Guess what? That didn’t make anything better either. Therapy was ineffective because for me, talking about my feelings didn’t make them go away. With this lack of improvement, my therapist decided to send me to a psychiatrist and she prescribed me Prozac medication, assuming I had a chemical imbalance of serotonin in my brain. According to WebMD, the link between serotonin and depression include problems of “low brain cell production of serotonin, a lack of receptor sites able to receive the serotonin that is made, inability of serotonin to reach the receptor sites, or a shortage in tryptophan, the chemical from which serotonin is made. If any of these biochemical glitches occur, researchers believe it can lead to depression,” as well as several other mood disorders. So, in short, the psychiatrist made an educated guess that my brain was having trouble producing serotonin effectively.
You might have guessed my problems didn’t end there either. I don’t know what the statistics are these days, but at the time I was taking these meds, 2% of the population who take Prozac experienced worsened conditions in their depression. I fell under that 2%, my sorrow and self-loathing worsening and having more suicidal thoughts.
So, what stopped it? How is it that I’m no longer depressed? If you’ve guessed it was Jesus Christ, you have guessed correctly. As I look back on it, my depression began to stop when I started going to church. After the divorce, my parents had shared custody of all of us until we turned eighteen. When I was an infant, my dad used to play piano during the worship service at Woodlawn Church in Royal Oak, Michigan. After the divorce, he started playing there again and when he had custody of me, he would take me to church. I started to make friends there, and wanting to hang out with them more, I started to go to the youth ministry gatherings on Wednesday nights. This was serendipitous because the church band had practise on Wednesday nights, so every Wednesday my dad would take me. I didn’t make my confession of Jesus Christ as my Lord and Saviour until a particular night during an event called Acquire the Fire. It’s a large Christian conference held in multiple cities across the country for Christian youth to worship Jesus and to learn more about Him. As a Lutheran, a lot of us are skeptical about altar calls because those who make them during Sunday worship tell you to “accept Jesus into your heart” and “make a decision,” although it’s not up to you; it’s up to God. However, sometimes they work, and not every altar call tells you to “make a decision.” If it were not for this altar call, I wouldn’t be a Christian. I went up to the front of the stage where there was a large cross, prostrated myself before it, and prayed that Jesus be the Lord and Saviour of my life and change me completely. That was my confession. I didn’t “make a decision” in this confession; the Lord called me down there by the Holy Spirit, and because I already had faith at this point, He enabled me to confess Jesus as my Lord (1 Corinthians 12:3).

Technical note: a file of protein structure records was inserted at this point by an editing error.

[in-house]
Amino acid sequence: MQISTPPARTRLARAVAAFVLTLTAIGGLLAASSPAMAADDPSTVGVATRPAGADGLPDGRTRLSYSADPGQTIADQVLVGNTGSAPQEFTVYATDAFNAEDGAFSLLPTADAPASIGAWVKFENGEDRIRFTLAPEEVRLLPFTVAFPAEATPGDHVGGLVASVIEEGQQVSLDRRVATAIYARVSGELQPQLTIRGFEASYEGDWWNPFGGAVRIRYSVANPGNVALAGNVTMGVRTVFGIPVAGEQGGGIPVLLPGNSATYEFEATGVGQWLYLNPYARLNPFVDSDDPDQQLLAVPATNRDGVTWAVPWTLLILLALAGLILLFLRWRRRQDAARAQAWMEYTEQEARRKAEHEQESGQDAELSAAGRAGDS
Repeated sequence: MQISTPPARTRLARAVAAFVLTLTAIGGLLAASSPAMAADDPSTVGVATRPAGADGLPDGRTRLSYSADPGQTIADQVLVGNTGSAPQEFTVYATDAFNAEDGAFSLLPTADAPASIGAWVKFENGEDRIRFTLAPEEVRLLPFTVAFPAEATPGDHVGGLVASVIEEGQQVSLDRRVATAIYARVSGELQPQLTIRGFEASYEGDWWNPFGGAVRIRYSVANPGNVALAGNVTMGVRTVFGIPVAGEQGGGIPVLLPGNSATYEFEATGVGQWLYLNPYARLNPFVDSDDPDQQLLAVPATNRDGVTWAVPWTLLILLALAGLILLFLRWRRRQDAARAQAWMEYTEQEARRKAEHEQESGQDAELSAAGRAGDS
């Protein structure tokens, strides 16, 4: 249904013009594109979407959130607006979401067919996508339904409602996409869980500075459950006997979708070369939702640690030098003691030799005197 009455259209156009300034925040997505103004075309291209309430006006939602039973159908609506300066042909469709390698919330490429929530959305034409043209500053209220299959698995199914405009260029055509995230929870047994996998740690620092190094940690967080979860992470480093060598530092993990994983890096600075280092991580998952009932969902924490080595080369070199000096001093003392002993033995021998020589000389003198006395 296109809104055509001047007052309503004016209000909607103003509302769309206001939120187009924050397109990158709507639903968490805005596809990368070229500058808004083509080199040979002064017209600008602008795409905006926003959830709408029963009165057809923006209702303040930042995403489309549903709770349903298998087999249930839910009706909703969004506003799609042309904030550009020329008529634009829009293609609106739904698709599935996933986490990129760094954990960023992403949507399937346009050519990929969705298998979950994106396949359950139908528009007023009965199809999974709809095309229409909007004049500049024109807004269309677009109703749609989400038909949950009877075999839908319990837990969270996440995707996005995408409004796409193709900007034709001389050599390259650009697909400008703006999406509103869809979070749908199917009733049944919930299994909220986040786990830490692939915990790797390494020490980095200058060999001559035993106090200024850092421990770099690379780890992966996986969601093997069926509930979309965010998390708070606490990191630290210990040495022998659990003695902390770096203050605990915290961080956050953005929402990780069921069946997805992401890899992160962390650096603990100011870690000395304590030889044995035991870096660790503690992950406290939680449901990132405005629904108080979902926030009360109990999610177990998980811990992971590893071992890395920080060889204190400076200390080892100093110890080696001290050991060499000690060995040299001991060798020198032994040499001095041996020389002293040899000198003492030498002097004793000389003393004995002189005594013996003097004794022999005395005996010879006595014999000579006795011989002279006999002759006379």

Where Am I Now?
My depression was not immediately cured at that moment, but the progress bar certainly loaded a lot faster. It was soon after my confession that the Lord began to work dramatically in my life and my depression totally dissipated. I still had some insecurity issues and personal sins to deal with throughout the years, but by the grace of Christ I overcame them. After I graduated high school in 2009, I enlisted into the Army Bands as a professional saxophonist, where I learnt to overcome my learning disability. I was honourably discharged in 2013 and today, I’m in my senior year at Concordia University-Ann Arbor in the Pre-Seminary program with a major in Christian Thought and a minor in Theological Languages to be a Lutheran pastor. I’ve recently been accepted into the LCMS Concordia Seminary in St. Louis and next Fall (2017) I leave for seminary.
So, now that I’m Christian, what do I do now? Besides waiting for the Day of the Lord to return, whatever I do, I do to glorify God, hence this website to utilise the writing skills God has gifted me. “So, whether you eat or drink, or whatever you do, do all to the glory of God” (1 Corinthians 10:31). I can honestly say I try to do that every day. I try to do that with my poetry, my photography by capturing His beautiful creation in nature and people, my passion for ministry, and now this theology and book review website. For 12 long years I was filled with the insidious demon of the mind known as depression. I never loved myself and I never knew joy. Now, with Christ, who has transformed my mind and renewed my heart, I am filled with joy. Even when I am facing stress or tribulation or even persecution, I have His joy.
Where the things of this world fail us, Jesus Christ always prevails.